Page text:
An eternal struggle between Greece and the British Museum
The Parthenon is the national symbol of Greece. It generates huge admiration, awe and feelings of pride and adoration.
It is not just a symbol or an ancient ruin, it is the corporeal embodiment of Greek national identity. It is in effect Greece!
This immensely controversial subject is fairly easy for me to personally rule on. I just think it is perfectly clear that Greece is absolutely right to demand the return of this monumentally significant national treasure. I support their demand: hand them back please!
History informs us that:
In Elgin's time many temples and ancient monuments had been woefully cannibalized with precious marble being either recycled as building material or even ground down for other uses. Could it be that unless Elgin had not bought the marbles off the Turks that this fate would have possibly befallen the Parthenon treasures? We will never know but it is a moot point
The occupying Turks sold the Parthenon marbles to Lord Elgin and so he shipped them back to London. The Parthenon, duly robbed, was yet to be further wrecked by the gun powder arsenal inside the building, which was either accidentally or purposely ignited with catastrophic consequences. Whole parts of the then miraculously intact Parthenon were destroyed when the roofing and parts of the inner walls collapsed. Much decoration and bas relief was lost.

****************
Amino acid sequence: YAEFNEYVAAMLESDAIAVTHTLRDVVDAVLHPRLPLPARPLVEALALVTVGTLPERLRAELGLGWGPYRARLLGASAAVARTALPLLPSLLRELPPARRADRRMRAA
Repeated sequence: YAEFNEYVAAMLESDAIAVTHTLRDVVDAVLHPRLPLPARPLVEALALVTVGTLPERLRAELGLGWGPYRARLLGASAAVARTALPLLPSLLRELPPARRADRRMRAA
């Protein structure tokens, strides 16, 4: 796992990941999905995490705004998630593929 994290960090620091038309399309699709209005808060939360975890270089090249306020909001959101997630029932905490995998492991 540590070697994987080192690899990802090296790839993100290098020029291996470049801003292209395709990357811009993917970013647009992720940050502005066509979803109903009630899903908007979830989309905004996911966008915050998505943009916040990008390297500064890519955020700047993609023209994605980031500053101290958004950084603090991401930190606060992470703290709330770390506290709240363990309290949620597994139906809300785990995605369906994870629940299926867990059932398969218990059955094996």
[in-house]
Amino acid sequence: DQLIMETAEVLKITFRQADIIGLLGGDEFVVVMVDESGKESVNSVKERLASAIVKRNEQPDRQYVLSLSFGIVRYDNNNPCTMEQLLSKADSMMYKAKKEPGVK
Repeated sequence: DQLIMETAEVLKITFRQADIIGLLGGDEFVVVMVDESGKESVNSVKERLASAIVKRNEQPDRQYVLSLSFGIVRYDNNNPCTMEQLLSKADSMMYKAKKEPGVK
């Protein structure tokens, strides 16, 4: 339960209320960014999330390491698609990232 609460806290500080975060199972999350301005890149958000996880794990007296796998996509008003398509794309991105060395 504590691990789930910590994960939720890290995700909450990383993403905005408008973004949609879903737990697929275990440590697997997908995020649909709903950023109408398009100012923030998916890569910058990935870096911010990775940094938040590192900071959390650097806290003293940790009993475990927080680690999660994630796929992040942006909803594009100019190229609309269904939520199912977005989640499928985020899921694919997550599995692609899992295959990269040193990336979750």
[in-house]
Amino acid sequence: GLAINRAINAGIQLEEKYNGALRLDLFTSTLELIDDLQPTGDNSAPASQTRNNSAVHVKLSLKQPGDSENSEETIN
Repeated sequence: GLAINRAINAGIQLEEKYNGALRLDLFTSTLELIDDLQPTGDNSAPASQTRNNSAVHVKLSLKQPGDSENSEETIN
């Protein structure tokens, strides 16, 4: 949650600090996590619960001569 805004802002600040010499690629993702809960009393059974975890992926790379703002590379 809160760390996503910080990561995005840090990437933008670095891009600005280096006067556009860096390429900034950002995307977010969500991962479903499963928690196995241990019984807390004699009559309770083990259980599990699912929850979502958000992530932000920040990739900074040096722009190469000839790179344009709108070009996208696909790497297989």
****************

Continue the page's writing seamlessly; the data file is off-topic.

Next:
It could therefore be argued that the Turkish deal, although inevitable, was null and void due to its ostensibly illegal nature. It should therefore follow that in truth, the marbles were not legally owned by the Turks and so the sale of the marbles was, de facto, misappropriation. Elgin was therefore, it could be argued, a knowing receiver of stolen artefacts and the Turks were the dealers in this theft.
For me there is absolutely no question that the marbles should be returned to Greece. Let the British Museum make copies and put those on display but please return the Parthenon freezes to their rightful, natural home.
There is already a purpose-built museum waiting and ready to take the marbles yet still there is a wall of indifference to this day, created and maintained by the British Museum and supported by not only the British Government, but by many other governments and museum institutions across the world.
There is of course a real fear that a precedent would be made and that all the ancient artefacts in most of the world's museum would be in in danger of being repatriated. However it should be quite easy to singularly make the Parthenon marbles a special and unique case with internationally acknowledged understandings put into place.
It is not rocket science - merely a case of retrospective justice sorely overdue.